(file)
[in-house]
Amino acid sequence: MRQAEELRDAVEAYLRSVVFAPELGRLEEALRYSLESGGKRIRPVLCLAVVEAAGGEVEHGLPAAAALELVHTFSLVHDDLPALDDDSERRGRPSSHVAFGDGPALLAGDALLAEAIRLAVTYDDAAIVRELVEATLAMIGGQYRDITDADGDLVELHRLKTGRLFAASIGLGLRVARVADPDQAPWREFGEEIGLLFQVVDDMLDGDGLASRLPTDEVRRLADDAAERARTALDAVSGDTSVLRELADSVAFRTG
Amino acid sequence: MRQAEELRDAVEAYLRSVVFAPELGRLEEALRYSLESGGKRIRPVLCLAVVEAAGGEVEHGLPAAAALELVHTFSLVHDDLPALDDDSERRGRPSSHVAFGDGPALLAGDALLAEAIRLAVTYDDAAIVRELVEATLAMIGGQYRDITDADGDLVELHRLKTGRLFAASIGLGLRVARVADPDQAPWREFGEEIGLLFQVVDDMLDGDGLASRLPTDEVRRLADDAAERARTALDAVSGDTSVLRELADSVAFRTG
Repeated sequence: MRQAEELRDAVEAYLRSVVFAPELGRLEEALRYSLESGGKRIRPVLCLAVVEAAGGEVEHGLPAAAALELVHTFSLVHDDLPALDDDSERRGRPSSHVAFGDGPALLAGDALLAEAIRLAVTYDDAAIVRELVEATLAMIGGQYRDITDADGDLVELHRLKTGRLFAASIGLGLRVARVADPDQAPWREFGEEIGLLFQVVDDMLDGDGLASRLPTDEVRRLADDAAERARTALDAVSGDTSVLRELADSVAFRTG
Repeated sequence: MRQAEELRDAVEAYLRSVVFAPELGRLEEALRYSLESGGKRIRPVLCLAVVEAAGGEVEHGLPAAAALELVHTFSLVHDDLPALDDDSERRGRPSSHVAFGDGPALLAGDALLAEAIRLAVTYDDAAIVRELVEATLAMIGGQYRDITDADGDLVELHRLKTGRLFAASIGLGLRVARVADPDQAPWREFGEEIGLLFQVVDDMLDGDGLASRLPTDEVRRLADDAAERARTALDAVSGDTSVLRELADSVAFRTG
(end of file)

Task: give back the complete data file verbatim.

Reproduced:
[in-house]
Amino acid sequence: MRQAEELRDAVEAYLRSVVFAPELGRLEEALRYSLESGGKRIRPVLCLAVVEAAGGEVEHGLPAAAALELVHTFSLVHDDLPALDDDSERRGRPSSHVAFGDGPALLAGDALLAEAIRLAVTYDDAAIVRELVEATLAMIGGQYRDITDADGDLVELHRLKTGRLFAASIGLGLRVARVADPDQAPWREFGEEIGLLFQVVDDMLDGDGLASRLPTDEVRRLADDAAERARTALDAVSGDTSVLRELADSVAFRTG
Amino acid sequence: MRQAEELRDAVEAYLRSVVFAPELGRLEEALRYSLESGGKRIRPVLCLAVVEAAGGEVEHGLPAAAALELVHTFSLVHDDLPALDDDSERRGRPSSHVAFGDGPALLAGDALLAEAIRLAVTYDDAAIVRELVEATLAMIGGQYRDITDADGDLVELHRLKTGRLFAASIGLGLRVARVADPDQAPWREFGEEIGLLFQVVDDMLDGDGLASRLPTDEVRRLADDAAERARTALDAVSGDTSVLRELADSVAFRTG
Repeated sequence: MRQAEELRDAVEAYLRSVVFAPELGRLEEALRYSLESGGKRIRPVLCLAVVEAAGGEVEHGLPAAAALELVHTFSLVHDDLPALDDDSERRGRPSSHVAFGDGPALLAGDALLAEAIRLAVTYDDAAIVRELVEATLAMIGGQYRDITDADGDLVELHRLKTGRLFAASIGLGLRVARVADPDQAPWREFGEEIGLLFQVVDDMLDGDGLASRLPTDEVRRLADDAAERARTALDAVSGDTSVLRELADSVAFRTG
Repeated sequence: MRQAEELRDAVEAYLRSVVFAPELGRLEEALRYSLESGGKRIRPVLCLAVVEAAGGEVEHGLPAAAALELVHTFSLVHDDLPALDDDSERRGRPSSHVAFGDGPALLAGDALLAEAIRLAVTYDDAAIVRELVEATLAMIGGQYRDITDADGDLVELHRLKTGRLFAASIGLGLRVARVADPDQAPWREFGEEIGLLFQVVDDMLDGDGLASRLPTDEVRRLADDAAERARTALDAVSGDTSVLRELADSVAFRTG